In Vietnam H is for…

filed11 Dec 2018 from Carmen Jenner CategoriesCultural, Vietnam

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Hanoi, Hue, Ho Chi Minh, Hoi An, humanity, horns, honking, hovering, hammering, haze, haunting,…

Toots and motorbikes surround us on a honking Hanoi street as we bravely contemplate stepping out into the oncoming traffic. We don’t look left or right but instead directly ahead and careful to not make any sudden movements, we steadily walk in a straight line as though we are being tested for drunken behaviour. Given our mad jaunt onto the road, doubting our sobriety would have been perfectly reasonable; if we had been anywhere else in the world other than Vietnam. The traffic parts like the Red Sea and as quickly as it opens the gap fills like water flowing rapidly into a jagged stream.

To think only 24 hours earlier as we descended, I had been so excited to see the crazy intersections with their weaving traffic.  In a population of 84 million people, there are approximately 16 million motorbikes, and from the plane window, it looked as if there was a good portion of this number directly below.  I had naively thought how serene it looked. Like a ballet where the dancers have rehearsed their routines so well they could perform blindfolded, only here their masks are worn over their noses and mouths. Of course the performance I saw from above was executed in silence apart from the acoustics of the plane.

It’s like the city has given birth to a million horns and every newborn is crying at the same time to be fed.

Now out on the street and in the midst of all the action, the honking is relentless day and night overpowering the sounds of humanity, traffic, jackhammers and sirens.  Honks compete to be heard above each other. I don’t mind the one echoing until its tone softens into silence but there’s one that sounds like a trumpet, another has a jazzy tune similar to the Pink Panther theme, and there’s the truck horn which unnerves even the most stoic of people, especially when they discover the bellowing is not coming from a huge vehicle but from a motorbike.  Of course there’s also the driver who has his hand permanently on the horn. I wonder how anyone knows who the horns are meant for.

Perhaps part of the problem is our timing. We are still under the graceful spell of Hoi An in central Vietnam, a magical place lit by lanterns and ladies on bicycles. During our visit, the river burst its banks, turning the streets into canals, and as the water-lined streets flickered with candlelight, the sunset bathed us in a rose-coloured glow. But here the only thing the streets in Hanoi are streaming with is motorbikes, taxis and cyclo-drivers. The pavements are full of merchants, eateries and more motorbikes using the sidewalk for parking. The streets are lined with Vespa boutiques, vehicle repair shops and even the ground floors of many of the buildings are used for parking.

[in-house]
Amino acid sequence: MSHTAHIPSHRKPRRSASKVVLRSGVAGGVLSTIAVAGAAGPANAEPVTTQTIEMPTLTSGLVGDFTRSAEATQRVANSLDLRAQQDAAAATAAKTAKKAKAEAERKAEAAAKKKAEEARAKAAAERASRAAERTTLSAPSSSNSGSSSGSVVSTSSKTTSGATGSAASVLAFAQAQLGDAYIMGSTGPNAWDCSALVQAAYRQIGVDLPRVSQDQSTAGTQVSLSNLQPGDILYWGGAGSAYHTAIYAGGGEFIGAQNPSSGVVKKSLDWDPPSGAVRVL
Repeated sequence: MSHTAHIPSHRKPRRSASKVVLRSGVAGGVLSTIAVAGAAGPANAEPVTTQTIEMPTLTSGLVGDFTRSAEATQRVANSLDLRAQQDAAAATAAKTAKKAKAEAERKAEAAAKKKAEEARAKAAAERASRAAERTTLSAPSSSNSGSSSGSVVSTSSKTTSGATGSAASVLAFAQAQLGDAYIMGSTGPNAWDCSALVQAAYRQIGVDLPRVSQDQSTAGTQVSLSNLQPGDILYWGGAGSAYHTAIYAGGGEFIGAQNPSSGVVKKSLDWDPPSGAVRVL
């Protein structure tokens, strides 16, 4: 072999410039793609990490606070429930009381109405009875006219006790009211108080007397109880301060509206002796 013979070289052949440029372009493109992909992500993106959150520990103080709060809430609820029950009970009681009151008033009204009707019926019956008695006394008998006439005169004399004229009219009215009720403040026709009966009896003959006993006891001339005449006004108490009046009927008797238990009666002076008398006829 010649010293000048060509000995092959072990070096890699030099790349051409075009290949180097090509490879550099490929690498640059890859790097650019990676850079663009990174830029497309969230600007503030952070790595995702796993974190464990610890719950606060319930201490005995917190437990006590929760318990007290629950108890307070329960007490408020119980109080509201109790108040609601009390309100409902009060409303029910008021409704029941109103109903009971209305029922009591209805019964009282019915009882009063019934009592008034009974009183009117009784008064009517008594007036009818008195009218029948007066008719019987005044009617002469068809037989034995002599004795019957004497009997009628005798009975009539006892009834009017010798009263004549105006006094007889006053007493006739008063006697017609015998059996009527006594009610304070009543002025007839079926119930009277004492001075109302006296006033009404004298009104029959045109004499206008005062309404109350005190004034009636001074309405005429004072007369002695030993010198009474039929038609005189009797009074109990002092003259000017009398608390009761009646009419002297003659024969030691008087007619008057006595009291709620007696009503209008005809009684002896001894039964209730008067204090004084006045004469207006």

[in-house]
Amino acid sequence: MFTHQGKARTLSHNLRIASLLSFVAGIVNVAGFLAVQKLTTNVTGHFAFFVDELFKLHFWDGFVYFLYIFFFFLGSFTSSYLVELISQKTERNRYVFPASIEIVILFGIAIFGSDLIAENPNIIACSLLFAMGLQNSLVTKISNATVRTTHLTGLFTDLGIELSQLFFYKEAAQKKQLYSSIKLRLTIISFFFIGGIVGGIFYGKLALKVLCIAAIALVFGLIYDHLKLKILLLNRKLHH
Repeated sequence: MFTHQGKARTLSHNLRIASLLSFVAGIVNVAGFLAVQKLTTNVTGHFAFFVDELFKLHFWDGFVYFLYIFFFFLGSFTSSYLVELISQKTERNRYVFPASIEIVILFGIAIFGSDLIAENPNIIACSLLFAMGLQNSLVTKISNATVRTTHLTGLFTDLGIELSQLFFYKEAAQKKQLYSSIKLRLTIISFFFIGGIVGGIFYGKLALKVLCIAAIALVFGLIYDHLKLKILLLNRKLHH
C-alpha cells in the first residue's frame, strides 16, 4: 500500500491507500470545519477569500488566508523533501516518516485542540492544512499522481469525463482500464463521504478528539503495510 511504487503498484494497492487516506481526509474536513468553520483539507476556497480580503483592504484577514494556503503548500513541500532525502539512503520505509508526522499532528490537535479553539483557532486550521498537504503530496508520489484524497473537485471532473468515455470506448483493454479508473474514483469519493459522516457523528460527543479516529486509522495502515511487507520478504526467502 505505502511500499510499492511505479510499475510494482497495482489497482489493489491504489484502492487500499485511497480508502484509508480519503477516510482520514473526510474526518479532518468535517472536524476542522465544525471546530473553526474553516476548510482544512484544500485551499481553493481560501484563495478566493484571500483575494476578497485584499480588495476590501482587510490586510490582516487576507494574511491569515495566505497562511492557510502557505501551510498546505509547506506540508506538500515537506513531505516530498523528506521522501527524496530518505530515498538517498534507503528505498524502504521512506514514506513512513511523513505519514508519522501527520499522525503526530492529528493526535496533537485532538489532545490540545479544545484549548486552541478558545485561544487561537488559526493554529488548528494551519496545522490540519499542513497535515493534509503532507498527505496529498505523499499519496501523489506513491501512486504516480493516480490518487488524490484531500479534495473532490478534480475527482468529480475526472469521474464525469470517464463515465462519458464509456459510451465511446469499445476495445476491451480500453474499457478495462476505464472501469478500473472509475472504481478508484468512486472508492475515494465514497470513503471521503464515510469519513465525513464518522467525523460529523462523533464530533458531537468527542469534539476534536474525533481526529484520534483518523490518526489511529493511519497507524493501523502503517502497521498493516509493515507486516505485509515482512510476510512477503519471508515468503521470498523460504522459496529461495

In Hanoi, a blanket hangs over the city only it’s not there to snuggle up to; more like something to throw off in a fit of restless sleep. Motor vehicles emit a toxic stew and I later learn the city smog in the major cities of Vietnam can be as thick as a mile. And given we can’t see one block away from our apartment on the 18th floor, I can believe this.

The sound of yelping dogs joins in with the cacophony below. We guess they are also victims of the traffic and the yelps abruptly cease as the poor creatures are put out of their misery.  Our hotel sits on the site of Hoa Lo Prison, also known as the Hanoi Hilton. Much of the original structure was demolished, as though removing most of the prison would eradicate those crimes of war commited on the very spot we rest our heads. What remains of the prison is full of propaganda and includes images of American soldiers having a fabulous time laughing and playing cards.  Now, the citizens of Hanoi have been condemned to a lifetime of imprisonment in pollution.

Vietnam is an intriguing and complex country, and I’m sure I will visit again, especially to the tranquil centre. For how long these heavenly places will exist is worrying, which gives me a sense of urgency to return. On first impression much of the country’s beauty is hidden, just out of reach to the tourist on a fleeting visit. Yet, it is as seductive as a Vietnamese woman, with her haunting eyes peaking out above a protective face mask. She is barely saved from the hovering haze, much as tourists are merciless under the spell of her mysterious charm.

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